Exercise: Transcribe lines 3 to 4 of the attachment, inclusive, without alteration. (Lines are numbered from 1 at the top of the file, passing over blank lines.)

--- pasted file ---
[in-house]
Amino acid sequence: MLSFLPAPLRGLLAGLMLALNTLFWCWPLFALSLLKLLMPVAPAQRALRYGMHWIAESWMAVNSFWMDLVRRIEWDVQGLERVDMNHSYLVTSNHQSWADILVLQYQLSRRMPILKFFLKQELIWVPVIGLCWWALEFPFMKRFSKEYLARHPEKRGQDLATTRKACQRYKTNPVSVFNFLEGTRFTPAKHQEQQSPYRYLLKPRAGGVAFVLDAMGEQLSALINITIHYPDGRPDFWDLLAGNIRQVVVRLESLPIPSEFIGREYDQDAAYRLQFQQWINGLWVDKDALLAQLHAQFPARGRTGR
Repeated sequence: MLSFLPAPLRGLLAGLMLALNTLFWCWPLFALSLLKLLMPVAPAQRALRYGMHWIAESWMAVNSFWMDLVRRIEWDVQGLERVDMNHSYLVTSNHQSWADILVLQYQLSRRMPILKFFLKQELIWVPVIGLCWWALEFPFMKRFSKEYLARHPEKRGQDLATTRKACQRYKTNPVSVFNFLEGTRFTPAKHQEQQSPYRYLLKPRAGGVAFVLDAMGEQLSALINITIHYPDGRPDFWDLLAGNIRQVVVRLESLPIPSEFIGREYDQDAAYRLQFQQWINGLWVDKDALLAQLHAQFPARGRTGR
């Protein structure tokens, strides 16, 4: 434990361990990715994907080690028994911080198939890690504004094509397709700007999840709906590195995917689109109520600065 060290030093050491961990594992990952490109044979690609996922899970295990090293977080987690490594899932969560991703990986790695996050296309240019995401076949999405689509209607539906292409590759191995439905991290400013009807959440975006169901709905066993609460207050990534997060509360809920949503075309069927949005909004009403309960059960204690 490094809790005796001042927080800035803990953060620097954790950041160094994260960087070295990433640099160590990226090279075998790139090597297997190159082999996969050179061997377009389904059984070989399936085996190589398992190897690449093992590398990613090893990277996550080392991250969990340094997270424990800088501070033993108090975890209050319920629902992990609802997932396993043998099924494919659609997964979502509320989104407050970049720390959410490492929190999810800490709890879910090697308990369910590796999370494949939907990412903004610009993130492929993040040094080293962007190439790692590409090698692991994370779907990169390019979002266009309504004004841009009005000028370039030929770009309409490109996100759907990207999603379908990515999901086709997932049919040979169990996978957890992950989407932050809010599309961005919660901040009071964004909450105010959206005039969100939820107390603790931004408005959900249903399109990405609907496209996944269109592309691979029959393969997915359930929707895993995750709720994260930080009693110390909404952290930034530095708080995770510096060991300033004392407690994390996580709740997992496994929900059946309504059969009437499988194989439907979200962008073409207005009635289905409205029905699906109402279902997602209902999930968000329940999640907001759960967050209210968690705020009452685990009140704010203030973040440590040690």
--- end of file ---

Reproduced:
Repeated sequence: MLSFLPAPLRGLLAGLMLALNTLFWCWPLFALSLLKLLMPVAPAQRALRYGMHWIAESWMAVNSFWMDLVRRIEWDVQGLERVDMNHSYLVTSNHQSWADILVLQYQLSRRMPILKFFLKQELIWVPVIGLCWWALEFPFMKRFSKEYLARHPEKRGQDLATTRKACQRYKTNPVSVFNFLEGTRFTPAKHQEQQSPYRYLLKPRAGGVAFVLDAMGEQLSALINITIHYPDGRPDFWDLLAGNIRQVVVRLESLPIPSEFIGREYDQDAAYRLQFQQWINGLWVDKDALLAQLHAQFPARGRTGR
């Protein structure tokens, strides 16, 4: 434990361990990715994907080690028994911080198939890690504004094509397709700007999840709906590195995917689109109520600065 060290030093050491961990594992990952490109044979690609996922899970295990090293977080987690490594899932969560991703990986790695996050296309240019995401076949999405689509209607539906292409590759191995439905991290400013009807959440975006169901709905066993609460207050990534997060509360809920949503075309069927949005909004009403309960059960204690 490094809790005796001042927080800035803990953060620097954790950041160094994260960087070295990433640099160590990226090279075998790139090597297997190159082999996969050179061997377009389904059984070989399936085996190589398992190897690449093992590398990613090893990277996550080392991250969990340094997270424990800088501070033993108090975890209050319920629902992990609802997932396993043998099924494919659609997964979502509320989104407050970049720390959410490492929190999810800490709890879910090697308990369910590796999370494949939907990412903004610009993130492929993040040094080293962007190439790692590409090698692991994370779907990169390019979002266009309504004004841009009005000028370039030929770009309409490109996100759907990207999603379908990515999901086709997932049919040979169990996978957890992950989407932050809010599309961005919660901040009071964004909450105010959206005039969100939820107390603790931004408005959900249903399109990405609907496209996944269109592309691979029959393969997915359930929707895993995750709720994260930080009693110390909404952290930034530095708080995770510096060991300033004392407690994390996580709740997992496994929900059946309504059969009437499988194989439907979200962008073409207005009635289905409205029905699906109402279902997602209902999930968000329940999640907001759960967050209210968690705020009452685990009140704010203030973040440590040690």